New Lesson Plans Enhance Three R's; Character-Building Increasingly Is Becoming Part of the Curriculum in U.S. Schools as Educators Strive to Mold Both the Hearts and Minds of American Young People

Insight on the News, September 30, 2003 | Go to article overview

New Lesson Plans Enhance Three R's; Character-Building Increasingly Is Becoming Part of the Curriculum in U.S. Schools as Educators Strive to Mold Both the Hearts and Minds of American Young People


Byline: Stephen Goode, INSIGHT

We've all seen the sad stories in the newspapers and on TV news. In fact, we may have become so familiar with the problems that plague education in the United States that we no longer pay much attention to more bad news about American kids and the schools they attend, fearing deep down that there's not much to be done about it.

And the news is not getting any better. The 2002 Report Card on Ethics of American Youth, for example, found that three of every four students had admitted to cheating on an exam during the last year. The report, issued by the California-based Josephson Institute for Ethics, also found that nearly four in 10 students said they had stolen something from a store during the last year and nearly four in 10 said they "would lie to get a good job."

Perhaps even more disturbing, the 2000 edition of Who's Who Among American High School Students included a report showing that 80 percent of those selected for the survey admitted to cheating in school. The students listed in this Who's Who generally are regarded as among the nation's best, yet a majority of those surveyed said that they regarded cheating in school as no big deal.

Sexual promiscuity and the emotional havoc it provokes are other problems being identified by such surveys. Sexual activity begins at earlier ages, apparently encouraged by sexually provocative TV shows, films, pop music and advertising. "Everyone does it" has become a cultural mantra, making the impressionable young feel out of it if they don't do what comes naturally. "To a large extent," Tom Lickona, an educator at the State University of New York at Cortland, tells Insight, "we are still in cultural denial about the cost of sex without social controls."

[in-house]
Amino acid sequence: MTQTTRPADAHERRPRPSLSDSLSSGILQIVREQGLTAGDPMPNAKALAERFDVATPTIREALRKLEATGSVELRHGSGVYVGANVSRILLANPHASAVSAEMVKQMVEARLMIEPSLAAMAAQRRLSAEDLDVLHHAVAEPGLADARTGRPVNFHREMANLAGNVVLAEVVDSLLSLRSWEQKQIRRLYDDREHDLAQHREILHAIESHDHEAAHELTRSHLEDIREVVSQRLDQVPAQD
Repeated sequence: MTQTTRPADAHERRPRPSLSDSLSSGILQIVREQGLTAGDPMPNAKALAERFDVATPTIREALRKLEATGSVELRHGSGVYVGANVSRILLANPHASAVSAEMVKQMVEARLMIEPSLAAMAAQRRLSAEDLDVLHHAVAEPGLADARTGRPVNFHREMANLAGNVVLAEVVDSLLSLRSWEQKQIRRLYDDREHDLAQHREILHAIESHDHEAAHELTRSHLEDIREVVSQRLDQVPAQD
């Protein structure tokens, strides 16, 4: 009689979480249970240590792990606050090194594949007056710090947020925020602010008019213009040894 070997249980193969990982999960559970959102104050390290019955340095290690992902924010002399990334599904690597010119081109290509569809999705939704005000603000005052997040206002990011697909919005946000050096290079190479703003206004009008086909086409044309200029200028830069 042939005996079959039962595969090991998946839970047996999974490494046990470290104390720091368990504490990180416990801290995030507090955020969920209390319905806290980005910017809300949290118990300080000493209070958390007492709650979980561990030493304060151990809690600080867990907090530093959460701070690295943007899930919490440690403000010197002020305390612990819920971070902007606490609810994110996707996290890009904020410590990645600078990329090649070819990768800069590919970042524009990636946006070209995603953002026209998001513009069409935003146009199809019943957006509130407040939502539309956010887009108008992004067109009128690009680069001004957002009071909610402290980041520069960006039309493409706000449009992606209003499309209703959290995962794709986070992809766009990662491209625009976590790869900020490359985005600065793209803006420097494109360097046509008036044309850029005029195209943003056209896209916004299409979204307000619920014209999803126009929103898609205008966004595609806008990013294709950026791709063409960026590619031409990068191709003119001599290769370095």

Lickona also cites the bad examples set by chief executives and other officers of major corporations such as Enron. "Greed and corruption at the top tend to foster greed and corruption at all levels," he says. Lickona likewise notes the stress placed on families during times of economic downturn, such as the nation now faces. That stress, he warns, can destroy the strong familial ties that can produce good character in the young. But saddest, and most dangerous when it comes to producing character failure, is the absence of fathers in American families. "Fatherlessness is now the leading predictor of nearly every childhood pathology," Lickona says.

That's the bad news, but there is some good to report. During the 1990s, teen-age sexual intercourse and pregnancy declined significantly, studies show. Violent crime also is coming down, as is overall violence, and the number of kids who carry guns has dropped. After Sept. 11, 2001, volunteerism among the young increased.

And among the good news must be counted the impressive number of centers and people now at work developing methods to instill better behavior in the young. A Google (www.google.com) Internet search for the words "character education" spawns a host of citations from every corner of the country.

In Indianapolis, for example, Eve Jackson has developed a program called Peers Educating and Encouraging Responsible Sexuality (PEERS) that has teen-age mentors speak to kids in middle and high schools urging chastity until marriage and warning about the dangers of alcohol and drugs.

Jackson began teaching public school in Indiana in the early 1970s, then quit to raise three daughters. She went back to teaching in 1987 and immediately noticed that a big change in student behavior had taken place while she was gone. "It was a heartbreaking situation," she tells Insight, citing teen-age pregnancy and promiscuity as well as alcohol and drug use. She says she quickly saw that an adult lecturing about what's right and wrong got nowhere.

"They wouldn't listen for a nanosecond to me or to any other adult talk about abstinence and other types of positive behavior. …

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